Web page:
101 F.3d 588
Samuel Lee Mcdonald,
Michael Bowersox, Appellee.
Circuits, 8th Cir.
McMILLIAN, MAGILL, and MORRIS SHEPPARD ARNOLD,
MAGILL, Circuit Judge.
Samuel Lee McDonald, a death
row inmate in Missouri state prison, was
convicted and sentenced to death by a jury on
February 24, 1982, for the May 16, 1981 shooting
of an off-duty police officer. After repeated
filings for postconviction relief in Missouri
state court, McDonald filed his first federal
petition for a writ of habeas corpus in 1989.
The district court
denied McDonald's petition in 1995. McDonald now
appeals the district court's decision. McDonald
argues that the district court erred in failing
to hold an evidentiary hearing to establish his
claim of ineffective assistance of trial counsel
and that his constitutional rights were violated
by the following: (1) the state trial court's
failure to appoint a psychiatric expert to help
McDonald prepare his defense; (2) the
ineffective assistance of trial counsel; (3) an
improper penalty phase argument by the state;
(4) improper trial court conduct; (5) the trial
court's refusal to grant McDonald relief from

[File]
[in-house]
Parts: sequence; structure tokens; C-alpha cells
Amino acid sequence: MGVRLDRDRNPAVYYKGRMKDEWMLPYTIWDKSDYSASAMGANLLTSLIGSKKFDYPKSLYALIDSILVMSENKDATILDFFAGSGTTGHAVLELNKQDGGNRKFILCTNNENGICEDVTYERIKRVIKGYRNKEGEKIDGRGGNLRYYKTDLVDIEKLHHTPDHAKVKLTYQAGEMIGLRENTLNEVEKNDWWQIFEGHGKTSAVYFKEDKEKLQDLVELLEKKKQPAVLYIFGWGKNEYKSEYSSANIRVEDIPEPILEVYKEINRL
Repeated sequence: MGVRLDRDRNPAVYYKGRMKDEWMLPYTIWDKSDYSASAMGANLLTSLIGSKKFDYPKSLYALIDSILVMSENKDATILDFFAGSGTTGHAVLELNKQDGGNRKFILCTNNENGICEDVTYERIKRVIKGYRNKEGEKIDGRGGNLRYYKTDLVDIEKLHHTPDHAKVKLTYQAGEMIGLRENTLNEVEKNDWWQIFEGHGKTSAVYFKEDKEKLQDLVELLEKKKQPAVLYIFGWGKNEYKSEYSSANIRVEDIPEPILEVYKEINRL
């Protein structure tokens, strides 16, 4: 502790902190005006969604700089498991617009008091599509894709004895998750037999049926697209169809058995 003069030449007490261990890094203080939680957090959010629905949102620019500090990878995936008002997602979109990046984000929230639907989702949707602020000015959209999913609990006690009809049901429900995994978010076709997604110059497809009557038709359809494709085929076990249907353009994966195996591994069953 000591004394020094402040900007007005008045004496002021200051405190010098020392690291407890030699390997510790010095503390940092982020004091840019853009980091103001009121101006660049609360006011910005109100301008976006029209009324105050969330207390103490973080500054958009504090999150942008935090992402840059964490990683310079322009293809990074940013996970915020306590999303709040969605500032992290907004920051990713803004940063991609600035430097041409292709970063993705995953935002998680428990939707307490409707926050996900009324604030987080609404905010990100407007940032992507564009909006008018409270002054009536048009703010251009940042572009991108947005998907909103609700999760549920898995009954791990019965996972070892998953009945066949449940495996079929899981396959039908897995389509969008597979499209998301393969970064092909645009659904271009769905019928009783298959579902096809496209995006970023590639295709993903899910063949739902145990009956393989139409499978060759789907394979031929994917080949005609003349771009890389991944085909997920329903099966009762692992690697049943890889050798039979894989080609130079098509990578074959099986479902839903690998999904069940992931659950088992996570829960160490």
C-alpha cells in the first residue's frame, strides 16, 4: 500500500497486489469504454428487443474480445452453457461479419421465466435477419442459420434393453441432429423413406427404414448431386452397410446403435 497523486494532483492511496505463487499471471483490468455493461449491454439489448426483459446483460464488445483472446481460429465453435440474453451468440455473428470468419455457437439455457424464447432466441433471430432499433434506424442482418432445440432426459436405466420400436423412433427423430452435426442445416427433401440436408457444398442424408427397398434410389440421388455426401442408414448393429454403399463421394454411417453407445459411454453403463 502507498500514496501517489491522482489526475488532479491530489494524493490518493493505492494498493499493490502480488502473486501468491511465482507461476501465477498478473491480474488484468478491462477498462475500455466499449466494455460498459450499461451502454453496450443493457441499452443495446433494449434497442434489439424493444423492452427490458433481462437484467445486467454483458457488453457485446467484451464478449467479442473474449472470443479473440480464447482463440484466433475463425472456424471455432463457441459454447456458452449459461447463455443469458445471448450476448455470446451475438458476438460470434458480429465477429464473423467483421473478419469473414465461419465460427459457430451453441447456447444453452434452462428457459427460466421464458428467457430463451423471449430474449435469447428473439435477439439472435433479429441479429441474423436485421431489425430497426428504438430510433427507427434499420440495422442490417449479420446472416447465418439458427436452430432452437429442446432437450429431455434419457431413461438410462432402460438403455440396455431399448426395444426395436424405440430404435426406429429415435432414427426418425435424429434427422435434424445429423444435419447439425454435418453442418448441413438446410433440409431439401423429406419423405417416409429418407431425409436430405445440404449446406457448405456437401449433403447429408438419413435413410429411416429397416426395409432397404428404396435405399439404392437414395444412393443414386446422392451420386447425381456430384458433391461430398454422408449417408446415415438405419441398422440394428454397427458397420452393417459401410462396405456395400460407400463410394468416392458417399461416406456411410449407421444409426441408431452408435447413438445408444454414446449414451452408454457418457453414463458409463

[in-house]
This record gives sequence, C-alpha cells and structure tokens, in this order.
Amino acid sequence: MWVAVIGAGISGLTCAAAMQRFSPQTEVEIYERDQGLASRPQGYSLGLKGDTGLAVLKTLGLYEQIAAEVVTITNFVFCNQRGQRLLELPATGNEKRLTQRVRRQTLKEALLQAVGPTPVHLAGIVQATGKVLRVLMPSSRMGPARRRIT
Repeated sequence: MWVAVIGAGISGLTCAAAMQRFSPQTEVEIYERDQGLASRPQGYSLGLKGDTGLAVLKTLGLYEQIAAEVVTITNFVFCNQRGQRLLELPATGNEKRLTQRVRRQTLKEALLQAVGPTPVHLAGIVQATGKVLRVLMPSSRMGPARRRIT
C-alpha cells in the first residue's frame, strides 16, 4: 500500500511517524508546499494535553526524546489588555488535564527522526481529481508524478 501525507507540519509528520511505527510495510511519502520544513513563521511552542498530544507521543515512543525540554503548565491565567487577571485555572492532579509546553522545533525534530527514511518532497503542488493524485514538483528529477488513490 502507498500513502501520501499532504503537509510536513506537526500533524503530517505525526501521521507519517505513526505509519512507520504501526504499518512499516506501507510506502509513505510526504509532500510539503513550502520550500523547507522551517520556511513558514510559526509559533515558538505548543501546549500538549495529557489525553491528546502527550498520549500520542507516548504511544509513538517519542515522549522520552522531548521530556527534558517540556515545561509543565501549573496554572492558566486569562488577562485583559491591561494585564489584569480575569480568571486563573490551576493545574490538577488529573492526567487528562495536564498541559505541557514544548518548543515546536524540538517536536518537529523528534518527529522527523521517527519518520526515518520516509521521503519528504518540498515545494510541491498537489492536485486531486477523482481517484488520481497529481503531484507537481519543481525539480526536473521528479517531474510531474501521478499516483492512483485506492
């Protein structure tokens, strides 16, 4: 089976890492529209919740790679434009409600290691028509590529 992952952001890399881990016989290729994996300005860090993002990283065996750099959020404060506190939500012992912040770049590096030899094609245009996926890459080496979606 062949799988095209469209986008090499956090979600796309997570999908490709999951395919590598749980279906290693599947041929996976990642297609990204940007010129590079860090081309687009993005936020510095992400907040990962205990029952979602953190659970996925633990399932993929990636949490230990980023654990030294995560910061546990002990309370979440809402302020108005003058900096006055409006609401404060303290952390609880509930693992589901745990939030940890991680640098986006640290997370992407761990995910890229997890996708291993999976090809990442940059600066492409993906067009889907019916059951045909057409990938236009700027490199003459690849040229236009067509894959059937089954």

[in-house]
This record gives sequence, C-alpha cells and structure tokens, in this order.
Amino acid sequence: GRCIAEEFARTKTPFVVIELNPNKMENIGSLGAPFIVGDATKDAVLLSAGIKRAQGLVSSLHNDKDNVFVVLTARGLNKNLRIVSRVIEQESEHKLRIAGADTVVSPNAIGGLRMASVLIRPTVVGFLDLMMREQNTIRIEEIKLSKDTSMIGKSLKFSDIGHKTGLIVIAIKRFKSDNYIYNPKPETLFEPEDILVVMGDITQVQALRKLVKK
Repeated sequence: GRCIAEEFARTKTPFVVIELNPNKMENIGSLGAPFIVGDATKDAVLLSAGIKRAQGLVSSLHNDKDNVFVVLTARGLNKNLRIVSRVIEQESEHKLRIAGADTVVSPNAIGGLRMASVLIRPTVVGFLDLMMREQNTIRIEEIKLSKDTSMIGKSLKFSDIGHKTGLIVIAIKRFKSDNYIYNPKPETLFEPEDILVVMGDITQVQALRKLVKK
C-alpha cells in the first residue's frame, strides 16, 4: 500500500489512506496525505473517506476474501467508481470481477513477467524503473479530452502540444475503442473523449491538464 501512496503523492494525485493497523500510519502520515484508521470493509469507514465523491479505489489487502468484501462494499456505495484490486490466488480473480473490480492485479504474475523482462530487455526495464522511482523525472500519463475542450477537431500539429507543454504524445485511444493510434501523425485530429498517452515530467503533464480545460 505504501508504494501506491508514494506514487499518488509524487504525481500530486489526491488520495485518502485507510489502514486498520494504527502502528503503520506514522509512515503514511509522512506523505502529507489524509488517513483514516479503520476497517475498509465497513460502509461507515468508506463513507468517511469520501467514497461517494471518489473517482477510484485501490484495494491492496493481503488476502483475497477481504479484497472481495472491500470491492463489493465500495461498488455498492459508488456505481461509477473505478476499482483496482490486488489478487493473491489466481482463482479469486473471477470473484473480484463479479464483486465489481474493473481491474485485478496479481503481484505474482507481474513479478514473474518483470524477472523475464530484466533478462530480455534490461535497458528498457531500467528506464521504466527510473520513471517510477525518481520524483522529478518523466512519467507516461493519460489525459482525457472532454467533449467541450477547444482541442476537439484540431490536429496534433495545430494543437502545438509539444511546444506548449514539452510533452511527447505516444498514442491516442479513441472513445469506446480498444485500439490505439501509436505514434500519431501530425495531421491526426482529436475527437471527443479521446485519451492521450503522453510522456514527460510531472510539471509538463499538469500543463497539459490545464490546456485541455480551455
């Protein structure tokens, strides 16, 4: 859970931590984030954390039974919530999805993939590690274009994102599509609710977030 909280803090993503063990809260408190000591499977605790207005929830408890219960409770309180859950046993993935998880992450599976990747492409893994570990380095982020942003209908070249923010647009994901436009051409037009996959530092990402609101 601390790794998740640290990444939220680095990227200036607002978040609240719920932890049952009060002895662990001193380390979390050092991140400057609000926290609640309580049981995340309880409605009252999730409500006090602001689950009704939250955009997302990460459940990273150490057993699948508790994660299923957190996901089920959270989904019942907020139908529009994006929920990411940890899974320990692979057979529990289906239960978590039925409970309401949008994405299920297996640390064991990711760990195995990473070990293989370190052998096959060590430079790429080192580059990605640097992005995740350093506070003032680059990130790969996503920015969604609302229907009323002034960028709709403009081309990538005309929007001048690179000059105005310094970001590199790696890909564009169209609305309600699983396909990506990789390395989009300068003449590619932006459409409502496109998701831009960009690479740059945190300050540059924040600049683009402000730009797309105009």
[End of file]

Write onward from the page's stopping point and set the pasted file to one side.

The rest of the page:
the aggravating circumstance that the offense
was committed for the purpose of receiving money;
(6) the trial court's failure to grant
McDonald's motion for a judgment of acquittal;
and (7) an improper jury instruction regarding
mitigating circumstances. We affirm the decision
of the district court that denied McDonald a
writ of habeas corpus.
On May 16, 1981, Robert
Jordan, an off-duty police officer, and his
eleven-year-old daughter went to the Forest
Package Liquor Store in St. Louis, Missouri, to
buy snacks for the weekend. They arrived at the
store around 11 p.m. At the time, Jordan was
dressed as a civilian. However, in compliance
with his police department's official policy,
Jordan was carrying his concealed service
Meanwhile, McDonald and his
girlfriend, Jackie Blue, had been out driving in
the vicinity of the liquor store for several
hours. Shortly before 11 p.m., McDonald parked
the car a couple of blocks from the store and
told Blue that he would be back soon. He exited
the car and then walked to a street corner near
the Forest Package Liquor Store.
When Jordan and his daughter
left the store, McDonald confronted them with a
handgun. McDonald fired, wounding Jordan in the
chest and left arm. Jordan's daughter ran back
into the store, and from there she witnessed her
McDonald stood over Jordan
with his handgun pointed at Jordan. Jordan
handed McDonald his wallet, which contained
Jordan's police badge. Jordan's daughter
testified that she could see her father's badge
in his wallet from where she was standing.
McDonald began to turn away from Jordan, but he
then turned back again and fired another shot
into Jordan's chest.
As McDonald fled with the
wallet, Jordan managed to fire several shots
with his service revolver, hitting McDonald
three times. Jordan then stumbled back into the
store and asked for the police. He died shortly
McDonald made his way back to
Blue's car and asked her to take him to the